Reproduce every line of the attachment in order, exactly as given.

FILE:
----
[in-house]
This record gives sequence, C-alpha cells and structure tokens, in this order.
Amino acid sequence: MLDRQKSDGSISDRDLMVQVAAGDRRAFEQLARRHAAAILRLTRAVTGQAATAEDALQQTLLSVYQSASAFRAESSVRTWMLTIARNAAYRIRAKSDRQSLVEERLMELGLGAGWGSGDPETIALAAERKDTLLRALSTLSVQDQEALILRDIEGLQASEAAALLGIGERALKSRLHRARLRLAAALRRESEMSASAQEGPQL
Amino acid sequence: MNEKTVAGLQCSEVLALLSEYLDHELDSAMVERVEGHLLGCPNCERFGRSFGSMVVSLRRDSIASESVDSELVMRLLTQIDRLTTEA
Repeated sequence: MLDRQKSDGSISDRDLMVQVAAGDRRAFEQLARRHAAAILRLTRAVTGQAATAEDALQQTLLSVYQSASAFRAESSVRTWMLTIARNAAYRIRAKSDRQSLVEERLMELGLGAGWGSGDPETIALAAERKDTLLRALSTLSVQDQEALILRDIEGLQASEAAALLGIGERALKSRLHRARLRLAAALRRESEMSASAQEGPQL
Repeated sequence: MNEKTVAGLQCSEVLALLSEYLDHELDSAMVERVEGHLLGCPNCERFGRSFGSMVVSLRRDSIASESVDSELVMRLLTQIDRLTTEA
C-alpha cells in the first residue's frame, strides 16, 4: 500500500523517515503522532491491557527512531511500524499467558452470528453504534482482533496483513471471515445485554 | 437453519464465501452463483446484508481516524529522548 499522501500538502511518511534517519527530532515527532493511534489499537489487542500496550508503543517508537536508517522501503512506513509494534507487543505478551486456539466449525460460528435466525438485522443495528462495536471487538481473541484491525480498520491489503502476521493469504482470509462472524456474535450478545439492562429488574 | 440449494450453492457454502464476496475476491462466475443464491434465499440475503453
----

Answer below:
[in-house]
This record gives sequence, C-alpha cells and structure tokens, in this order.
Amino acid sequence: MLDRQKSDGSISDRDLMVQVAAGDRRAFEQLARRHAAAILRLTRAVTGQAATAEDALQQTLLSVYQSASAFRAESSVRTWMLTIARNAAYRIRAKSDRQSLVEERLMELGLGAGWGSGDPETIALAAERKDTLLRALSTLSVQDQEALILRDIEGLQASEAAALLGIGERALKSRLHRARLRLAAALRRESEMSASAQEGPQL
Amino acid sequence: MNEKTVAGLQCSEVLALLSEYLDHELDSAMVERVEGHLLGCPNCERFGRSFGSMVVSLRRDSIASESVDSELVMRLLTQIDRLTTEA
Repeated sequence: MLDRQKSDGSISDRDLMVQVAAGDRRAFEQLARRHAAAILRLTRAVTGQAATAEDALQQTLLSVYQSASAFRAESSVRTWMLTIARNAAYRIRAKSDRQSLVEERLMELGLGAGWGSGDPETIALAAERKDTLLRALSTLSVQDQEALILRDIEGLQASEAAALLGIGERALKSRLHRARLRLAAALRRESEMSASAQEGPQL
Repeated sequence: MNEKTVAGLQCSEVLALLSEYLDHELDSAMVERVEGHLLGCPNCERFGRSFGSMVVSLRRDSIASESVDSELVMRLLTQIDRLTTEA
C-alpha cells in the first residue's frame, strides 16, 4: 500500500523517515503522532491491557527512531511500524499467558452470528453504534482482533496483513471471515445485554 | 437453519464465501452463483446484508481516524529522548 499522501500538502511518511534517519527530532515527532493511534489499537489487542500496550508503543517508537536508517522501503512506513509494534507487543505478551486456539466449525460460528435466525438485522443495528462495536471487538481473541484491525480498520491489503502476521493469504482470509462472524456474535450478545439492562429488574 | 440449494450453492457454502464476496475476491462466475443464491434465499440475503453